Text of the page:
The Princess Mother had a clear vision to end the cycle of hardship, to change the lives of those living in dire poverty towards a sufficient and self-sustaining lifestyle. The Mae Fah Luang Foundation (MFLF) conducted its development work based on the Princess Mother’s vision, an integrated, people-centered approach towards economic, social, and environmental development – in other words, Sustainable Alternative Livelihood Development (SALD).

The first step for MFLF was to send their development staff into the field to conduct surveys of the villages, talk to the people and find out their problems firsthand. This phase of immersing with the villagers covers several months in order to create an understanding and explain the goals of the foundation’s work to the villagers, collect data—census, geography, local issues—so solutions can be devised accordingly.

It is also necessary to develop human potential by building another team of local volunteers in each community, so they can become the force behind the development of their own communities in the long run. This group of volunteers will learn through practical training, and act as mediators between the MFLF team and the community, sharing local issues with the MFLF team and relaying the project’s policies to the community. The results of the development project must remain with the community even after the project is concluded and the project team leaves. That has always been the guideline of MFLF’s development approach.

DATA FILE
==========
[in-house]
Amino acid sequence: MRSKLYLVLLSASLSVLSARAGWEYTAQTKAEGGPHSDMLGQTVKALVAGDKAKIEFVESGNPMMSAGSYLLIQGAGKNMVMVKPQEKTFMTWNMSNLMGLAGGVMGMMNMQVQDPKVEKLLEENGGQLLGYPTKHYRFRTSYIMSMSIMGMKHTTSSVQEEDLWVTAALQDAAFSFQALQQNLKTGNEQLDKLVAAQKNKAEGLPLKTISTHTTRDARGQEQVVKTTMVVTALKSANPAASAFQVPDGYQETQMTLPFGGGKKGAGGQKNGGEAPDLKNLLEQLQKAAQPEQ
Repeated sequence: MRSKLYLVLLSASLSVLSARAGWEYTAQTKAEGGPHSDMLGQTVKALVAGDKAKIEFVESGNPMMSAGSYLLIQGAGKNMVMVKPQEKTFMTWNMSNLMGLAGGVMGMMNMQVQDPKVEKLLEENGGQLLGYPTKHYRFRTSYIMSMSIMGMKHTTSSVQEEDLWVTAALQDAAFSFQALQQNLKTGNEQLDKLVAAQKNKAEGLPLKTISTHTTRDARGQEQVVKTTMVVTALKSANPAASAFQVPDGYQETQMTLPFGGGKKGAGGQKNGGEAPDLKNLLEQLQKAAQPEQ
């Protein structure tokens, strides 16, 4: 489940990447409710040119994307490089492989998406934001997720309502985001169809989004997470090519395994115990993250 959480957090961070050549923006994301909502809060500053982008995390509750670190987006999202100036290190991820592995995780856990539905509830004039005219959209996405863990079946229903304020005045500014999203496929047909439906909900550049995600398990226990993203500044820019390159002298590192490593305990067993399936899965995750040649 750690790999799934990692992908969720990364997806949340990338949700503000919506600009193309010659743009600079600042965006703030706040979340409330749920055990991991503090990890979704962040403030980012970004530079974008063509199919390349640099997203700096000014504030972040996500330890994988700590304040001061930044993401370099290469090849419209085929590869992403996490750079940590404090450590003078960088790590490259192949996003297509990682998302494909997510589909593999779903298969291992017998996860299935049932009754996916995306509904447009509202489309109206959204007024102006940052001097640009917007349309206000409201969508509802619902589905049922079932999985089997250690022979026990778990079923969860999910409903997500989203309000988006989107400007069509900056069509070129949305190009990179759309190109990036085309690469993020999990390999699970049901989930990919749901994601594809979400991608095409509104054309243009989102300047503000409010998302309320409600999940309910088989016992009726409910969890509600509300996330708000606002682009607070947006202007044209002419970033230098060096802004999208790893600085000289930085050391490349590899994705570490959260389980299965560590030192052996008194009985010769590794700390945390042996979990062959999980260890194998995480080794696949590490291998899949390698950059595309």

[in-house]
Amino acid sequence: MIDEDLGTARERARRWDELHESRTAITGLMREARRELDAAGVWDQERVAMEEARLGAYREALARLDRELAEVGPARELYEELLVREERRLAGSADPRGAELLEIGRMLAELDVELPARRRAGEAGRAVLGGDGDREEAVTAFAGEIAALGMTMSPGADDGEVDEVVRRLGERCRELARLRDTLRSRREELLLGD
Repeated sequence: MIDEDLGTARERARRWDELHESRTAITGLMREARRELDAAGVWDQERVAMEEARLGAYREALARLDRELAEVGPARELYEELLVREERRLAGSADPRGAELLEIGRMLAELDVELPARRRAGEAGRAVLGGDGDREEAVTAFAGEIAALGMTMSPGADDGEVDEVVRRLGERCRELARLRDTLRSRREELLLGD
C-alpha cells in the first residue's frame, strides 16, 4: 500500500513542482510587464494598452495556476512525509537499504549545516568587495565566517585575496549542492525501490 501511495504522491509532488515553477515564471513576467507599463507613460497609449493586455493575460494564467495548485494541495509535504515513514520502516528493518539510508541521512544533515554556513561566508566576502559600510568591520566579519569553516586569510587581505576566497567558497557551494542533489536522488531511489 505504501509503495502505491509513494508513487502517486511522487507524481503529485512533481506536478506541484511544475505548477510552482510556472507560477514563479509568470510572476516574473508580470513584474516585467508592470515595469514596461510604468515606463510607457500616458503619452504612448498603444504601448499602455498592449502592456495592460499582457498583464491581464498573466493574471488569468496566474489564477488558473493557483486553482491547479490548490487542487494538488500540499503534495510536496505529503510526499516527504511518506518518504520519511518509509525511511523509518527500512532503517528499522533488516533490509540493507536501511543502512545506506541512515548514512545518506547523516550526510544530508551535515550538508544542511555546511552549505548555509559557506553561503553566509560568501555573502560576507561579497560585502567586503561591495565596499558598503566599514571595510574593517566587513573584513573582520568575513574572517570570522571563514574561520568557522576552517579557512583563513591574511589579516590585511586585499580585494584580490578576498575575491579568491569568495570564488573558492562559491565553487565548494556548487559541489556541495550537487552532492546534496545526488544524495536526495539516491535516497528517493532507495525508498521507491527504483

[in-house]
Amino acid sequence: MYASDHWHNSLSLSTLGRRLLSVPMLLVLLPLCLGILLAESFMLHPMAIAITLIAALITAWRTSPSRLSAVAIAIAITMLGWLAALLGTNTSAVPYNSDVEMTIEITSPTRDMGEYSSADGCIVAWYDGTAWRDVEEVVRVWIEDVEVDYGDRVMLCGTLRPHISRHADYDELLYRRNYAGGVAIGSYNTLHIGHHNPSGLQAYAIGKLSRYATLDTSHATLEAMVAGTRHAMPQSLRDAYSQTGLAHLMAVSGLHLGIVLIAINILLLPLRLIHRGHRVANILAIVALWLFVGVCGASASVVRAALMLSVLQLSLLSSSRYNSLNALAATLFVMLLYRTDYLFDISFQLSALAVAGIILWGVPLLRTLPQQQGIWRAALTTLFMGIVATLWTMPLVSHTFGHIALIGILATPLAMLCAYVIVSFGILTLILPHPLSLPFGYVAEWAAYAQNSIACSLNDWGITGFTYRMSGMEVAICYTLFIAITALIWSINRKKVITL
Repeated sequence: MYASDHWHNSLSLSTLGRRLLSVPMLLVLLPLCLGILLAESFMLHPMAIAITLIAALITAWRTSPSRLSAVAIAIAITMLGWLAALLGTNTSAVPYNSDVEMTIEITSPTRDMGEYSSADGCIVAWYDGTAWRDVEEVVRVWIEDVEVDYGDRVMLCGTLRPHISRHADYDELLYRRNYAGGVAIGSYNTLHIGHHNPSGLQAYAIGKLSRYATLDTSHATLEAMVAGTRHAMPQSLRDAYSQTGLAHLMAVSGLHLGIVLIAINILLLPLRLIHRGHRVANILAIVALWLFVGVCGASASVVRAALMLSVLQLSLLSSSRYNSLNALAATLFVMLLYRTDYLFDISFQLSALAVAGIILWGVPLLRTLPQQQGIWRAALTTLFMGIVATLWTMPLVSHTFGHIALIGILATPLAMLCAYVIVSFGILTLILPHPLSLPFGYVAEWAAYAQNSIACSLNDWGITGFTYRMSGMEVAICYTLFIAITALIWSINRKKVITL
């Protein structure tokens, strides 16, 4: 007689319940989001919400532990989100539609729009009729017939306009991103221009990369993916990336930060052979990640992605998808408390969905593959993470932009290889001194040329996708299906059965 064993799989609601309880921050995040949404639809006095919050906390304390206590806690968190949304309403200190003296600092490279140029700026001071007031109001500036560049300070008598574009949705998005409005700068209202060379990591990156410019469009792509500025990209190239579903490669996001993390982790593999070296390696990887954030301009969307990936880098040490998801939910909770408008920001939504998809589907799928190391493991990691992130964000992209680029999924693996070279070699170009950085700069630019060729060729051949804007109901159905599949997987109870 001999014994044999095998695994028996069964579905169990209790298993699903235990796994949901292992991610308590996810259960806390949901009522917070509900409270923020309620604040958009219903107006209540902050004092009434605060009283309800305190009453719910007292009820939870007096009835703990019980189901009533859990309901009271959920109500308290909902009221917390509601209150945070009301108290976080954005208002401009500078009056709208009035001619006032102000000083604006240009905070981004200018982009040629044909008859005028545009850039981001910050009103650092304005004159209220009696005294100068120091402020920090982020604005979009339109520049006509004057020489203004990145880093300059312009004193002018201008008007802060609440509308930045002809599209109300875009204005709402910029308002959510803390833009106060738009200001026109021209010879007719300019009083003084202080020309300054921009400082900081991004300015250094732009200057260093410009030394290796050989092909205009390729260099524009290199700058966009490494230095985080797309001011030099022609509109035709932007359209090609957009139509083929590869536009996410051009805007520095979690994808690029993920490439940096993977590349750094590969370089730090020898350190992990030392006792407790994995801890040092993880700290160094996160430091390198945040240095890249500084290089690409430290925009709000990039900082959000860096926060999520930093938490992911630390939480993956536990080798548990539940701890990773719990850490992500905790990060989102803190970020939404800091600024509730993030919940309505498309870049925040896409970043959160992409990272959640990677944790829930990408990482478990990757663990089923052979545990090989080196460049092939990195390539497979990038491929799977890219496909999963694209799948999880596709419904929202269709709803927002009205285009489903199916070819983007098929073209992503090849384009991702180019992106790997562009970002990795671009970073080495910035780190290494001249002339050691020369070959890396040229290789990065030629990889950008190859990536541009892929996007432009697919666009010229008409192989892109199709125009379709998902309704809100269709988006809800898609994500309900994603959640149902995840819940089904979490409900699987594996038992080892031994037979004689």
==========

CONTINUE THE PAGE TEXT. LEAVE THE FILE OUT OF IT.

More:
Each project area suffers from different issues, and the MFLF team would not be able to address these issues from their office. The team has to go into the field to observe the issues with their own eyes in order to understand them. Only when there is “Understanding, and Connection” will “Development” follow. Every single MFLF staff and volunteer has to ask one important question: “For every baht that is invested, what do the people get?”

This principle is reflected through MFLF’s three flagship projects, namely the Mae Fah Luang Art and Cultural Park, the Doi Tung Development Project, and the Hall of Opium, Golden Triangle Park. These projects are like the primary root of our Sustainable Alternative Livelihood Development (SALD) approach for decades.

“The Doi Tung Model” comprises the lessons learned and development experiences gained from over 30 years of the DTDP that can be replicated in other target areas with the same goal— management of resources and development of the community’s well-being.